U.S. Immigration and Customs Enforcement announced on Monday that international students “need not take a full online course load and remain in the United States” during the fall 2020 semester, as schools and universities across the country consider how to reopen amid the coronavirus pandemic.
International students on nonimmigrant F-1 and M-1 visas cannot remain in the U.S. or legally enter the U.S. if their studies are entirely online, and students whose schools are online-only should transfer to a school with in-person instruction to remain in lawful status.
Students at schools offering a hybrid of in-person and online learning will be permitted to take any preferable online courses and remain in the country, though the school must certify “that the student is not taking an entirely online course load this semester.”
The rule will also apply to students whose course loads change mid-semester, with ICE noting that students who change course selections or are required to switch to online-only learning must notify the agency within 10 days.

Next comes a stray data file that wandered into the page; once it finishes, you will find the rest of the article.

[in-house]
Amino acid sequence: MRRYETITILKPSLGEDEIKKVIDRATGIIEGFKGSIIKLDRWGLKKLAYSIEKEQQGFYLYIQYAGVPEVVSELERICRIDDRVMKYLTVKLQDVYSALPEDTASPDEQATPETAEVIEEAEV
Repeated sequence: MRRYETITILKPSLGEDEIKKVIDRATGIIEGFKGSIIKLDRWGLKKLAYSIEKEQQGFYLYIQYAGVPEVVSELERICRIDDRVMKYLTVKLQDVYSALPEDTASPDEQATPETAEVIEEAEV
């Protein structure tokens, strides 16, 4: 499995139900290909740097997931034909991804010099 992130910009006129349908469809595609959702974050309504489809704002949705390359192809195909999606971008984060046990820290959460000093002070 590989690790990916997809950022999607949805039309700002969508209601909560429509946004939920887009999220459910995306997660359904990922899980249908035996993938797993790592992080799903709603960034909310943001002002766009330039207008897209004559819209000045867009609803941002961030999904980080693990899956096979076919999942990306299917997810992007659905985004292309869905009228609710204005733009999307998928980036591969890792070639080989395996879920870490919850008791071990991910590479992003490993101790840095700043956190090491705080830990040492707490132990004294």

Students who remain in the U.S. while taking only online courses may face “immigration consequences” including the initiation of removal proceedings.
According to the Institute of International Education and U.S. Department of State’s Bureau of Educational and Cultural Affairs, there were 1,095,299 international students in the U.S. during the 2018-2019 academic year. Also, the new ICE announcement comes as schools and universities have been considering how to safely reopen in the fall, with major universities like Harvard and Princeton imposing restrictions on students’ return that will force some students to stay off-campus and learn remotely for entire semesters at a time.
The current administration has halted new green cards from being issued for most immigrants and suspending H-1B and other work visas through the end of the year. For more information regarding the changing immigration policies, seek your immigration attorney for help.